Can Eucalyptus drought vulnerability be explained by climate of origin, life history and functional traits?
Climate change is evident with the increasing frequency and intensity of drought events; forest all over the world are experiencing drought mortality events with enormous ecological consequences. Not all species are being impacted equally in documented mass dieback events; conservation prioritization urgently needs quantification of species vulnerability to drought to ensure the persistence of our unique native forests.
To inform conservation management it is essential to obtain a mechanistic understanding of the factors that make plants vulnerable to drought. Water is conducted in plants by xylem under tension from roots to leaves where water is lost through stomata. As water limitation increases, the tension increases as more water is lost. Under higher tension xylem vessels are prone to cavitation where an air bubble impedes the flow of water resulting in loss of hydraulic function. Lower tree mortality events have been related with a higher capacity of plants to avoid cavitation, that is, higher hydraulic resistance. In my PhD I am integrating climate-of-origin, morphological and history life traits, and hydraulic resistance to achieve three aims:
- predict vulnerability to drought,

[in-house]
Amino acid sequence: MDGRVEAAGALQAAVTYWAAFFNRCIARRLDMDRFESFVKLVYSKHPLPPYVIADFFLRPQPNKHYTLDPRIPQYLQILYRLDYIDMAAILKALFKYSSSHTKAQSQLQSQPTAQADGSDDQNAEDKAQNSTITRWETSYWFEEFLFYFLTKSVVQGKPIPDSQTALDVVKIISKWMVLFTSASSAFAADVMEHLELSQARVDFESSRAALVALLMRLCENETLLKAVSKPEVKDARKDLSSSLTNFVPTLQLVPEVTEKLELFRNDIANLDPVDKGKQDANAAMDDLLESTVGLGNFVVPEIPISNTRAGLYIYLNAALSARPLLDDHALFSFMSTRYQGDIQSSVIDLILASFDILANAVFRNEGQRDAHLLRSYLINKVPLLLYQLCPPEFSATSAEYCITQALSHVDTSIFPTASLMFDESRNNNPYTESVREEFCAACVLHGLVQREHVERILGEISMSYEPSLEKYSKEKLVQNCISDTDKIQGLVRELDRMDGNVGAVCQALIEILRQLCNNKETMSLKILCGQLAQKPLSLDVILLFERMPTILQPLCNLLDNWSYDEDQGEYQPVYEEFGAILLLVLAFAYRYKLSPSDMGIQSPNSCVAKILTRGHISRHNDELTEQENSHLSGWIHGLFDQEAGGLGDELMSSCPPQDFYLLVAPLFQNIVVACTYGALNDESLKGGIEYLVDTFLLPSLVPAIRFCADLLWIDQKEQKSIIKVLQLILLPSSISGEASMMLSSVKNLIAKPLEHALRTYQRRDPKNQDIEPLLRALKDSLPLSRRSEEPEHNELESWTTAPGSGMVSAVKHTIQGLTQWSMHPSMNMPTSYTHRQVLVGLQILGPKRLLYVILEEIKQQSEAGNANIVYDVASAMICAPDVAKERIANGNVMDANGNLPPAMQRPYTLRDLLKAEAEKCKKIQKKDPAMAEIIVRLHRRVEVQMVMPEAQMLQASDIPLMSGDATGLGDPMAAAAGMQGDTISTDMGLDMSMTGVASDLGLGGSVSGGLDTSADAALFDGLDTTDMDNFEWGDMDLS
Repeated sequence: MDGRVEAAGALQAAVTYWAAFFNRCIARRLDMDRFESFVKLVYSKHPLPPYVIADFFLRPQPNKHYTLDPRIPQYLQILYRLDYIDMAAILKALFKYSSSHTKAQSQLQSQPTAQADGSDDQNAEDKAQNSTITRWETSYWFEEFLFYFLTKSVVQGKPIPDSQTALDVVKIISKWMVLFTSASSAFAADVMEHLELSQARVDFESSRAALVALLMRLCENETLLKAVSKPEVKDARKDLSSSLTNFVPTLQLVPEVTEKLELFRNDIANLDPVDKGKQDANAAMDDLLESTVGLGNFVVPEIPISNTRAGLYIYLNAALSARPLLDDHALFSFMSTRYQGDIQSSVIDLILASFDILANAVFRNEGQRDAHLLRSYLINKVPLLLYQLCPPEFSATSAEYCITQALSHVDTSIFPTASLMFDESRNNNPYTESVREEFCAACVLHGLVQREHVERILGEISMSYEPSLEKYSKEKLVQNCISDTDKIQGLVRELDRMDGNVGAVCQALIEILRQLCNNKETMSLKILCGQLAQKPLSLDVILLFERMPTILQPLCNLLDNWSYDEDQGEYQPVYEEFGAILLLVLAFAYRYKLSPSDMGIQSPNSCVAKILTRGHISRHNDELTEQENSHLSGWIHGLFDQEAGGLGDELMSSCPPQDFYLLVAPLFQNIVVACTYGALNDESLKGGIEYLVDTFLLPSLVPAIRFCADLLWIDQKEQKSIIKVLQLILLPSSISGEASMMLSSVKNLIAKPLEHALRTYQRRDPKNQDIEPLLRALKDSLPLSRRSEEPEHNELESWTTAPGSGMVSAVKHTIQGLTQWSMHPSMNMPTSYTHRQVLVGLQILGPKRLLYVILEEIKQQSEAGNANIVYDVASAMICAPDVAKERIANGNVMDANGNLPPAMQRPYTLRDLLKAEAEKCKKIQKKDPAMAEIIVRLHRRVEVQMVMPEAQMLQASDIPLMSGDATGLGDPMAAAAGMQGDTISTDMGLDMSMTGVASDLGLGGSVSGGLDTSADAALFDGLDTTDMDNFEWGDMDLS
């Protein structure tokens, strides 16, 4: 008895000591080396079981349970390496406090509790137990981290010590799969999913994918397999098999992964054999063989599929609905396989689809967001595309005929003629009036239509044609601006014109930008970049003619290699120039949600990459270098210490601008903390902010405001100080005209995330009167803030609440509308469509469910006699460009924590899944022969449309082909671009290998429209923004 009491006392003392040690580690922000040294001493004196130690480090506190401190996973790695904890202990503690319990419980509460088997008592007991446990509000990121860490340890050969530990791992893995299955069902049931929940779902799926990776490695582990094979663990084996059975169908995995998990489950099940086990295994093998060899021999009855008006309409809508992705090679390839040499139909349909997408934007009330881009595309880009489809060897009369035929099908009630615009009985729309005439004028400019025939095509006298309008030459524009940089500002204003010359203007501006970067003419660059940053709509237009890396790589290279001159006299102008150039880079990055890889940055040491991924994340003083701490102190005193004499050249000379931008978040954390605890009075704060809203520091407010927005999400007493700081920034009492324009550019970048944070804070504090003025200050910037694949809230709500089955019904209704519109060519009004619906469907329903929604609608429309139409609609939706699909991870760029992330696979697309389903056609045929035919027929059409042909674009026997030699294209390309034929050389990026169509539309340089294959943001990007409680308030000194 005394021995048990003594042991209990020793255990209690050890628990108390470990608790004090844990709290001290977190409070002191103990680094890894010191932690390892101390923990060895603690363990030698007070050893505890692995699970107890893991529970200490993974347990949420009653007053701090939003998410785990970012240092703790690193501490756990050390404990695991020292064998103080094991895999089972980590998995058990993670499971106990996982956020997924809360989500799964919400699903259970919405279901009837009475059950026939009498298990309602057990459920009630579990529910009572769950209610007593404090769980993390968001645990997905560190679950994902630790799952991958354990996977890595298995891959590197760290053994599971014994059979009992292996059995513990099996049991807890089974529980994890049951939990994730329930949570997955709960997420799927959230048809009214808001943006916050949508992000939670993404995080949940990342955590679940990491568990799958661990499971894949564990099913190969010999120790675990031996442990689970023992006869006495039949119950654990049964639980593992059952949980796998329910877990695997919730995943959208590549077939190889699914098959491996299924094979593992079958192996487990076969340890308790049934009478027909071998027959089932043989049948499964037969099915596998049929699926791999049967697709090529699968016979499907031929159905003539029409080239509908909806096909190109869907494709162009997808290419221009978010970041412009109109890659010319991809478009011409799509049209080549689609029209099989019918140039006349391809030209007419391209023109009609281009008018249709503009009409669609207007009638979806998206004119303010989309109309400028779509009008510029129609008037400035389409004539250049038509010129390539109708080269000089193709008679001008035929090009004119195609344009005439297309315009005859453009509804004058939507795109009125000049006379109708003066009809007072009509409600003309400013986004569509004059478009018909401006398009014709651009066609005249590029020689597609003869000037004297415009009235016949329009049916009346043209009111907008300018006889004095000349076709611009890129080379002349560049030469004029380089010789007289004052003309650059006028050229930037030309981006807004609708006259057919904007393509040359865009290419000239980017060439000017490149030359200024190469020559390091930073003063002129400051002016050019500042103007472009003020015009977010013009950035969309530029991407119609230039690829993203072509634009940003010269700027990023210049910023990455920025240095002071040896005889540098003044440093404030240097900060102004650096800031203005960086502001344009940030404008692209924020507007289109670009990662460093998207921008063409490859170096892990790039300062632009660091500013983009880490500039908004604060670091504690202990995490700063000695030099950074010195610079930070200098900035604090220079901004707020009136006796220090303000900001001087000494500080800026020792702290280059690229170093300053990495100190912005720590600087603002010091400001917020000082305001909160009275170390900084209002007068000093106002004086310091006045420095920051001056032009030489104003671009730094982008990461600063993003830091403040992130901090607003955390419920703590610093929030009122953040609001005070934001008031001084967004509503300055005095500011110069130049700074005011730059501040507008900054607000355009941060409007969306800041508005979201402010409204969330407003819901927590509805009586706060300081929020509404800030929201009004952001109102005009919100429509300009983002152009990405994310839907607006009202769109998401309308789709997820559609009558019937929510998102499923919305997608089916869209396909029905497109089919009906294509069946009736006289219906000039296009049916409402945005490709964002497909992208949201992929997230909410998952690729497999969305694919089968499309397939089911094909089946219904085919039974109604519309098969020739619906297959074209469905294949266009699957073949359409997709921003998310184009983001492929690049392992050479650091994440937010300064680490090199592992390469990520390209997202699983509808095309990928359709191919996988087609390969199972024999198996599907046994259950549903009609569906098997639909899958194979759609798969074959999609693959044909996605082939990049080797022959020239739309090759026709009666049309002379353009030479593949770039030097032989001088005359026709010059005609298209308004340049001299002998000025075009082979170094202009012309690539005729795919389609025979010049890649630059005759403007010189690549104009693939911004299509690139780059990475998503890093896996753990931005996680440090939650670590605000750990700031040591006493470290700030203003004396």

- find the relation between climate of origin, regeneration strategy, a forgotten life history trait, and vulnerability to drought, and
- explore environmental plasticity in relation to species distributions.
To answer these aims I am focusing on Eucalyptus because it is a widely distributed genus with high morphological diversity and regeneration strategies which evolution occurred during transition to greater aridity.
Figure 1. This plant was killed in the name of science. We dehydrated it in the bench laboratory following its water potential and the percentage of cavitation across dehydration of the leaf and the stem with Raspberry Pi cameras inserted inside of the white clamps. To know more about this technique, you can read Brodribb et al. (2017). Plant Physiol. 174:2054-2061.
Figure 2. Measuring gas exchange and stomatal conductance in response to low water soil availability.
Dr Paul Rymer, Distinguished Professor David Tissue, A/Professor Brendan Choat, Distinguished Professor Belinda Medlyn